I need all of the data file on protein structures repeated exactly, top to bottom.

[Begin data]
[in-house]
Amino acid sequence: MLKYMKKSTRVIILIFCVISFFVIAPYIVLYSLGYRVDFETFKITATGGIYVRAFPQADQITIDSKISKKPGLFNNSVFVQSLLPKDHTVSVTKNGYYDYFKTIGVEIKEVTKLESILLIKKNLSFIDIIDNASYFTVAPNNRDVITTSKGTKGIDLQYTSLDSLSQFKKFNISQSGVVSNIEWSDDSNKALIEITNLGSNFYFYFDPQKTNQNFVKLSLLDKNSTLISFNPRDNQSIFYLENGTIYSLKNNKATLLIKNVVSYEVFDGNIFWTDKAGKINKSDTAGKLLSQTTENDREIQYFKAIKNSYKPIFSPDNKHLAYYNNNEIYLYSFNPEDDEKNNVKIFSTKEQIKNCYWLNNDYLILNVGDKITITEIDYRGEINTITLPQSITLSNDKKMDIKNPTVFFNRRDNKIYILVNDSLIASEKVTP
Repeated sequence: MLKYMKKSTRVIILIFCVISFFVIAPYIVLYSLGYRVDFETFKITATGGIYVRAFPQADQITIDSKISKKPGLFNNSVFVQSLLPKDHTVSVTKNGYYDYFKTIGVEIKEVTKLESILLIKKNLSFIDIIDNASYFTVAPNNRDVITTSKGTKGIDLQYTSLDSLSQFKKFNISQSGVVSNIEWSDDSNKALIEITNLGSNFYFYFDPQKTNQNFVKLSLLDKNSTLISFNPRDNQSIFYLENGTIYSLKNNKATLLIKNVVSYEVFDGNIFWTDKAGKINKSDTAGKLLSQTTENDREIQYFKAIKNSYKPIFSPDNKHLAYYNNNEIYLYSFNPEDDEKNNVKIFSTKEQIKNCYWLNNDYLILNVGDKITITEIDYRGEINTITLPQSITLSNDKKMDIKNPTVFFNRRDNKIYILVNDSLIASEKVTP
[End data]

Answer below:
[in-house]
Amino acid sequence: MLKYMKKSTRVIILIFCVISFFVIAPYIVLYSLGYRVDFETFKITATGGIYVRAFPQADQITIDSKISKKPGLFNNSVFVQSLLPKDHTVSVTKNGYYDYFKTIGVEIKEVTKLESILLIKKNLSFIDIIDNASYFTVAPNNRDVITTSKGTKGIDLQYTSLDSLSQFKKFNISQSGVVSNIEWSDDSNKALIEITNLGSNFYFYFDPQKTNQNFVKLSLLDKNSTLISFNPRDNQSIFYLENGTIYSLKNNKATLLIKNVVSYEVFDGNIFWTDKAGKINKSDTAGKLLSQTTENDREIQYFKAIKNSYKPIFSPDNKHLAYYNNNEIYLYSFNPEDDEKNNVKIFSTKEQIKNCYWLNNDYLILNVGDKITITEIDYRGEINTITLPQSITLSNDKKMDIKNPTVFFNRRDNKIYILVNDSLIASEKVTP
Repeated sequence: MLKYMKKSTRVIILIFCVISFFVIAPYIVLYSLGYRVDFETFKITATGGIYVRAFPQADQITIDSKISKKPGLFNNSVFVQSLLPKDHTVSVTKNGYYDYFKTIGVEIKEVTKLESILLIKKNLSFIDIIDNASYFTVAPNNRDVITTSKGTKGIDLQYTSLDSLSQFKKFNISQSGVVSNIEWSDDSNKALIEITNLGSNFYFYFDPQKTNQNFVKLSLLDKNSTLISFNPRDNQSIFYLENGTIYSLKNNKATLLIKNVVSYEVFDGNIFWTDKAGKINKSDTAGKLLSQTTENDREIQYFKAIKNSYKPIFSPDNKHLAYYNNNEIYLYSFNPEDDEKNNVKIFSTKEQIKNCYWLNNDYLILNVGDKITITEIDYRGEINTITLPQSITLSNDKKMDIKNPTVFFNRRDNKIYILVNDSLIASEKVTP